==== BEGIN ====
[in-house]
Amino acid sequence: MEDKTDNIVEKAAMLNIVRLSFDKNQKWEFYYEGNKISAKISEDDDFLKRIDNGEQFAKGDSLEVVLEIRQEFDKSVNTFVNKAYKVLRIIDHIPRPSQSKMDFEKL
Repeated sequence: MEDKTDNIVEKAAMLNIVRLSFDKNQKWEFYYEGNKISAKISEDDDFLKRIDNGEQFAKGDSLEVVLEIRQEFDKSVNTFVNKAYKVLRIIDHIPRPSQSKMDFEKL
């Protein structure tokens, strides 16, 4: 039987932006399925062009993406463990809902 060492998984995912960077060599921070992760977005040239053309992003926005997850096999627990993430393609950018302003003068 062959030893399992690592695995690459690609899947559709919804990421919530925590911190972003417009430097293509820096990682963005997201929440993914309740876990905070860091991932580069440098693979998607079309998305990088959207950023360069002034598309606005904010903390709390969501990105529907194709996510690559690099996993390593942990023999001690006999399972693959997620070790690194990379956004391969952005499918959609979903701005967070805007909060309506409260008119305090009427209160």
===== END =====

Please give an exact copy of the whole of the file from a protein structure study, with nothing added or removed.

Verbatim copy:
[in-house]
Amino acid sequence: MEDKTDNIVEKAAMLNIVRLSFDKNQKWEFYYEGNKISAKISEDDDFLKRIDNGEQFAKGDSLEVVLEIRQEFDKSVNTFVNKAYKVLRIIDHIPRPSQSKMDFEKL
Repeated sequence: MEDKTDNIVEKAAMLNIVRLSFDKNQKWEFYYEGNKISAKISEDDDFLKRIDNGEQFAKGDSLEVVLEIRQEFDKSVNTFVNKAYKVLRIIDHIPRPSQSKMDFEKL
């Protein structure tokens, strides 16, 4: 039987932006399925062009993406463990809902 060492998984995912960077060599921070992760977005040239053309992003926005997850096999627990993430393609950018302003003068 062959030893399992690592695995690459690609899947559709919804990421919530925590911190972003417009430097293509820096990682963005997201929440993914309740876990905070860091991932580069440098693979998607079309998305990088959207950023360069002034598309606005904010903390709390969501990105529907194709996510690559690099996993390593942990023999001690006999399972693959997620070790690194990379956004391969952005499918959609979903701005967070805007909060309506409260008119305090009427209160």